Converting classic cars to EVs could increase value by 20x

Automotive experts at Vanarama has found that converting your classic car to an EV could add 20x more value to the car.

Vanarama scoured the UK for used classic stock and companies offering EV upgrades and pulled a list of vehicles and the values of standard and electric examples. Despite having the joint-cheapest standard cost at £5k, the MG MGB Roadster has the highest value change of more than 2,000%. The battery-powered two-seater, created by bespoke EV builders RBW, has an asking price of £108k, 20 times more than the original.

But higher EV prices don’t necessarily indicate a higher value increase. An electric Aston Martin DB6, will set you back $1 million – or just over £730k in GBP. But bafflingly, the DB6 shows the lowest price increase of any model in our research with a gain of ‘only’ 129%.

A full restoration and conversion could cost £180k+

Although some of the value increases suggest there’s shrewd business to be had in the EV conversion game, they don’t reflect the costs in doing so. While conversion kits are available from around £10k, that fee often doesn’t include all components (motor, batteries, charger etc.) or even the cost of getting someone to fit it.

Vanarama spoke to Jon Peck, Customer Liaison at their Wales workshop, to get an idea of the logistics involved: “Although there’s scope for making a profit, for most customers we speak to it’s a labour of love. With some examples, such as a 1970s Porsche 911 or Mercedes-Benz SL 190, the cost of conversion can come close to or even exceed the value of a standard model in good condition. An ongoing SL 190 project we have is currently looking like £180k all in.”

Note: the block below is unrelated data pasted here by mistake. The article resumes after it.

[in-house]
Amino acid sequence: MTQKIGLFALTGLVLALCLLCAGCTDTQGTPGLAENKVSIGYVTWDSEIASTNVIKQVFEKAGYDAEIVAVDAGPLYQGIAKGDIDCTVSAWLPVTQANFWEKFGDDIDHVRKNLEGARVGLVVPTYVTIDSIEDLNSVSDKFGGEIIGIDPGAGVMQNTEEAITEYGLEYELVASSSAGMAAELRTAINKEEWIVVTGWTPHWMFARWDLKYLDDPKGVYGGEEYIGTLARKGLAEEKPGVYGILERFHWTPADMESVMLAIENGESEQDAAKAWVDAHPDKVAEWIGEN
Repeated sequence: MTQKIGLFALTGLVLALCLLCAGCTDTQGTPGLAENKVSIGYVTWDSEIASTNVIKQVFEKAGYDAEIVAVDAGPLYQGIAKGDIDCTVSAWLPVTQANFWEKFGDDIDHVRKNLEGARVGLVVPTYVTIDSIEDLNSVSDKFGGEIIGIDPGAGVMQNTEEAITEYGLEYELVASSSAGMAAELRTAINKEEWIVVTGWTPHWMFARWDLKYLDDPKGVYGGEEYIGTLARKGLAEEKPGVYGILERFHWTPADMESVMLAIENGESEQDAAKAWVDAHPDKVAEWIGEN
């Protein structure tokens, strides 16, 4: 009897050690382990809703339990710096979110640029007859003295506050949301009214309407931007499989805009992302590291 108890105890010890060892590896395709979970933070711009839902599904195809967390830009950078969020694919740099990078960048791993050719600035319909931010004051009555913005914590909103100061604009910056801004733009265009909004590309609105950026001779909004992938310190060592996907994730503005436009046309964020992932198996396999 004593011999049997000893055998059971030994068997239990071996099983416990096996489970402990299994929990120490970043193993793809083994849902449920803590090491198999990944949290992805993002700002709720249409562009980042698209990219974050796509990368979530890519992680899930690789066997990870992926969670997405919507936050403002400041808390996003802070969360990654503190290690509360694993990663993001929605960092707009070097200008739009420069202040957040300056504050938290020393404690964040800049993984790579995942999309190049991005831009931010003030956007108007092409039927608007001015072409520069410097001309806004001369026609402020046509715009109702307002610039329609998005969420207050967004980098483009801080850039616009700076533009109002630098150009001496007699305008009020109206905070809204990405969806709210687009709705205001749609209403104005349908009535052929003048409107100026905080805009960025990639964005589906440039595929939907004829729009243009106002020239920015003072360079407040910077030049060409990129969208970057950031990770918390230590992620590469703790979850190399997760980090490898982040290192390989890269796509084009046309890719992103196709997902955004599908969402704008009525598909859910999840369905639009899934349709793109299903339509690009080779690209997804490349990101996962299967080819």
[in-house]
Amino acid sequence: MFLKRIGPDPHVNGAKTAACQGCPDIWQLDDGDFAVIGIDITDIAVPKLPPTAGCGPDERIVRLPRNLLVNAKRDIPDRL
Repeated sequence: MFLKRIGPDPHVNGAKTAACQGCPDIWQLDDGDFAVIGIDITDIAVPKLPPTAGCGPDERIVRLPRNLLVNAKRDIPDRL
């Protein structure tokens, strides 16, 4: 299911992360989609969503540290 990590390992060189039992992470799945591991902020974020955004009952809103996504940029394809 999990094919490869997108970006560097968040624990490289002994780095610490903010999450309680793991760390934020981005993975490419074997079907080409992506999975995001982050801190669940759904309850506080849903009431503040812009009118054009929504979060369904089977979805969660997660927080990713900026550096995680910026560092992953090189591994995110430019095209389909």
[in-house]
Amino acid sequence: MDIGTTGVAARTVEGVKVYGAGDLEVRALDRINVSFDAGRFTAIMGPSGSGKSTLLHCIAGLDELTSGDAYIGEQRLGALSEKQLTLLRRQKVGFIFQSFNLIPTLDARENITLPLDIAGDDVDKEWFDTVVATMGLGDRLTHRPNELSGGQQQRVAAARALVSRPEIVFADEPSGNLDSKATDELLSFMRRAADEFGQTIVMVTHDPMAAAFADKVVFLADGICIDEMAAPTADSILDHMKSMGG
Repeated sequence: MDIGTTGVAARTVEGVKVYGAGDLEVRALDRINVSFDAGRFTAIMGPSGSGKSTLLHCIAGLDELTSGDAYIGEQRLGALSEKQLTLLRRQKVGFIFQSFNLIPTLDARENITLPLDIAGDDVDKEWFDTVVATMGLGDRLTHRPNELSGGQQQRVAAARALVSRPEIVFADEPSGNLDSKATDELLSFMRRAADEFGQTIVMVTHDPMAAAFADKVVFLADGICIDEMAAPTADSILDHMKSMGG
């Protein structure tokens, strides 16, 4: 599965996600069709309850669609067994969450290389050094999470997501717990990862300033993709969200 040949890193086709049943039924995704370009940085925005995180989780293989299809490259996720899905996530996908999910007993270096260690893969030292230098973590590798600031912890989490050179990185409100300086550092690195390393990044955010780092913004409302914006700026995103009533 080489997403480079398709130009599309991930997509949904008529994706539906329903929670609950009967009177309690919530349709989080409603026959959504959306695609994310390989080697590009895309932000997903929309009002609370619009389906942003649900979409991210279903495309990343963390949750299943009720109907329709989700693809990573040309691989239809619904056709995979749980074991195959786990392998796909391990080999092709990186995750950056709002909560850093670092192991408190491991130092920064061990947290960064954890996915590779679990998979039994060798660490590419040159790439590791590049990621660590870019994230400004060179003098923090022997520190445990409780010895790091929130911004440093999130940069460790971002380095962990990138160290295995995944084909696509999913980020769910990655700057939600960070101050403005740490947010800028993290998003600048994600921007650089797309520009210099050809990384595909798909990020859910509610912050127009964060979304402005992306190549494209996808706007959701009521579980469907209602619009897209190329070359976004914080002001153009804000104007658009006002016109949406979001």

“But that’s irrelevant for most of our clients, as they’d never even entertain the idea of selling their prized cars – they just want to enjoy it more sustainably, without the time-consuming maintenance of a decades-old vehicle.”

Five tips for converting classic cars to electric for profit

  1. Start with a budget

 From the cost of a donor car (if it isn’t already in your possession) to restoration work, conversion kits and the work itself, it can quickly add up – so set limits and test the viability early on.

  1. Choose the right car

A low-value classic may be the obvious choice for low spend and high profit, but this won’t always be the case. Consider cars with a post-conversion cost that’s not too far off the price of a non-electric example – this way, buyers are less likely to opt for a standard model that’s a lot cheaper.

  1. Go for a high-mileage model

Especially with classics, cars with a higher mileage are generally lower in value – this gives you the best profit margins from the off. Converting a low-mileage classic could result in an overall drop in value, and therefore, a loss in investment.

  1. Avoid run-down models where possible

It isn’t always possible, but a car in decent order – especially in regard to the chassis and bodywork – will save money on restoration. Restoration alone can cost as much as £100k or more. Save it or invest in a more sought-after or better-cared-for car.

  1. Consider the DVLA’s eight-point rule

 When altering or modifying a car, the DVLA has specific requirements for keeping its original reg. Not following those results in greater costs and perhaps even less desirability, due to having less in common with the standard model. Maintaining the original body and chassis, for example, affords you five points alone – only three

Want the latest Electric vehicle news in your inbox? Sign up to the free EV Powered email newsletter...